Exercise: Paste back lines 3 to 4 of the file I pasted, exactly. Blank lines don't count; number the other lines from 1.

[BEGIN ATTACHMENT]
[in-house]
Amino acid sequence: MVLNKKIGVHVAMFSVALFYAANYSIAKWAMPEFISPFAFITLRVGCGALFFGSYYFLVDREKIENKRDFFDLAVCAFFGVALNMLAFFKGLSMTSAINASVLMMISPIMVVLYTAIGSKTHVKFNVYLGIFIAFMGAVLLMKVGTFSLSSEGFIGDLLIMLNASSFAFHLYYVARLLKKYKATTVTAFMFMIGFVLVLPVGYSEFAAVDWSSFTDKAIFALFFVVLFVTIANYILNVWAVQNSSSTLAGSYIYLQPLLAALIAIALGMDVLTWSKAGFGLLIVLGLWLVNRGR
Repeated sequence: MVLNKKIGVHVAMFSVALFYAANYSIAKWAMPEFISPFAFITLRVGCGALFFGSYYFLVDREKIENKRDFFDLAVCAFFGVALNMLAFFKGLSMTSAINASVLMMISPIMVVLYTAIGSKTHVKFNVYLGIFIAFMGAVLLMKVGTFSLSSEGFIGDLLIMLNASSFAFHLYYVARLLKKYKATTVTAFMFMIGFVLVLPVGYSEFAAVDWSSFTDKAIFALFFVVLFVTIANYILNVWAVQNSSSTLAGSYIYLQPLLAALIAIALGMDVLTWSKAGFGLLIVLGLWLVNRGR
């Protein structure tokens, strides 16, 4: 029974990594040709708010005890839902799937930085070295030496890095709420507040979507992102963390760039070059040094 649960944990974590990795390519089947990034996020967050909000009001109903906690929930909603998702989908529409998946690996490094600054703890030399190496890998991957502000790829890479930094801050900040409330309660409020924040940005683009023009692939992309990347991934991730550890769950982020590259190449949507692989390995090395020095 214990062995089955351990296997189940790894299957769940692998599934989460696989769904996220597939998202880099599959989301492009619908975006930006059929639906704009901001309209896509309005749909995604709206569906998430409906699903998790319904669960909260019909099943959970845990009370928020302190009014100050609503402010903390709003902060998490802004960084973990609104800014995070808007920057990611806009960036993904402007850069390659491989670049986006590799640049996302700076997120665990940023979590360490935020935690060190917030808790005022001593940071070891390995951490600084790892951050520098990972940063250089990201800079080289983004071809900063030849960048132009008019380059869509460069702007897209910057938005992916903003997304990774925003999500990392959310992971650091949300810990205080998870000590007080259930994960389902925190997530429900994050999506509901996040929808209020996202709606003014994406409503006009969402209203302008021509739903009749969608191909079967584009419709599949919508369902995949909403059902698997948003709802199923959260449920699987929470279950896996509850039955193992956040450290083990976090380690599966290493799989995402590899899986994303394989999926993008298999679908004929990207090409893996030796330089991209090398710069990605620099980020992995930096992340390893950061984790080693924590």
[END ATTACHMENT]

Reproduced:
Repeated sequence: MVLNKKIGVHVAMFSVALFYAANYSIAKWAMPEFISPFAFITLRVGCGALFFGSYYFLVDREKIENKRDFFDLAVCAFFGVALNMLAFFKGLSMTSAINASVLMMISPIMVVLYTAIGSKTHVKFNVYLGIFIAFMGAVLLMKVGTFSLSSEGFIGDLLIMLNASSFAFHLYYVARLLKKYKATTVTAFMFMIGFVLVLPVGYSEFAAVDWSSFTDKAIFALFFVVLFVTIANYILNVWAVQNSSSTLAGSYIYLQPLLAALIAIALGMDVLTWSKAGFGLLIVLGLWLVNRGR
């Protein structure tokens, strides 16, 4: 029974990594040709708010005890839902799937930085070295030496890095709420507040979507992102963390760039070059040094 649960944990974590990795390519089947990034996020967050909000009001109903906690929930909603998702989908529409998946690996490094600054703890030399190496890998991957502000790829890479930094801050900040409330309660409020924040940005683009023009692939992309990347991934991730550890769950982020590259190449949507692989390995090395020095 214990062995089955351990296997189940790894299957769940692998599934989460696989769904996220597939998202880099599959989301492009619908975006930006059929639906704009901001309209896509309005749909995604709206569906998430409906699903998790319904669960909260019909099943959970845990009370928020302190009014100050609503402010903390709003902060998490802004960084973990609104800014995070808007920057990611806009960036993904402007850069390659491989670049986006590799640049996302700076997120665990940023979590360490935020935690060190917030808790005022001593940071070891390995951490600084790892951050520098990972940063250089990201800079080289983004071809900063030849960048132009008019380059869509460069702007897209910057938005992916903003997304990774925003999500990392959310992971650091949300810990205080998870000590007080259930994960389902925190997530429900994050999506509901996040929808209020996202709606003014994406409503006009969402209203302008021509739903009749969608191909079967584009419709599949919508369902995949909403059902698997948003709802199923959260449920699987929470279950896996509850039955193992956040450290083990976090380690599966290493799989995402590899899986994303394989999926993008298999679908004929990207090409893996030796330089991209090398710069990605620099980020992995930096992340390893950061984790080693924590």